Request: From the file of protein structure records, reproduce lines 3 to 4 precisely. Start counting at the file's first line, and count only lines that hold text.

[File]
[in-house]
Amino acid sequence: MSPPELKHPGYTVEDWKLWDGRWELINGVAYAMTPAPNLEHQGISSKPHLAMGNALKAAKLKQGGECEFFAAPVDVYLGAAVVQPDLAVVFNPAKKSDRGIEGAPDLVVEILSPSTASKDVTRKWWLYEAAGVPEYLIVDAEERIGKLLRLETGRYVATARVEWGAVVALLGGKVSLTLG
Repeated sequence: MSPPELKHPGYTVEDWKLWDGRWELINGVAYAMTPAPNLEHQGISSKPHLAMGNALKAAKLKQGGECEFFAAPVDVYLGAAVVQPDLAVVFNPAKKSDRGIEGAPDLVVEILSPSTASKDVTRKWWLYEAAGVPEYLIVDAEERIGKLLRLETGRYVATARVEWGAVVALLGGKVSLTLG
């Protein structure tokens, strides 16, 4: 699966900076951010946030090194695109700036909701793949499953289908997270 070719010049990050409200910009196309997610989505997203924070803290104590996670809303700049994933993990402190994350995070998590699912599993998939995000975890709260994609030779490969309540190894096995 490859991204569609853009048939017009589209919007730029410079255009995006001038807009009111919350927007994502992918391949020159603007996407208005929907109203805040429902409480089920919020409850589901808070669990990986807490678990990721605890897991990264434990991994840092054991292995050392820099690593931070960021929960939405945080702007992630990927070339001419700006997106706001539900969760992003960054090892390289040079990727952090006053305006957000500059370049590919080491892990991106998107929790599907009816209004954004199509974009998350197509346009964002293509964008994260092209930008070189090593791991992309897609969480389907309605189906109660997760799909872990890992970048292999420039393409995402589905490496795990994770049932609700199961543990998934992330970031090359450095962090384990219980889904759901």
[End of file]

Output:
Repeated sequence: MSPPELKHPGYTVEDWKLWDGRWELINGVAYAMTPAPNLEHQGISSKPHLAMGNALKAAKLKQGGECEFFAAPVDVYLGAAVVQPDLAVVFNPAKKSDRGIEGAPDLVVEILSPSTASKDVTRKWWLYEAAGVPEYLIVDAEERIGKLLRLETGRYVATARVEWGAVVALLGGKVSLTLG
């Protein structure tokens, strides 16, 4: 699966900076951010946030090194695109700036909701793949499953289908997270 070719010049990050409200910009196309997610989505997203924070803290104590996670809303700049994933993990402190994350995070998590699912599993998939995000975890709260994609030779490969309540190894096995 490859991204569609853009048939017009589209919007730029410079255009995006001038807009009111919350927007994502992918391949020159603007996407208005929907109203805040429902409480089920919020409850589901808070669990990986807490678990990721605890897991990264434990991994840092054991292995050392820099690593931070960021929960939405945080702007992630990927070339001419700006997106706001539900969760992003960054090892390289040079990727952090006053305006957000500059370049590919080491892990991106998107929790599907009816209004954004199509974009998350197509346009964002293509964008994260092209930008070189090593791991992309897609969480389907309605189906109660997760799909872990890992970048292999420039393409995402589905490496795990994770049932609700199961543990998934992330970031090359450095962090384990219980889904759901």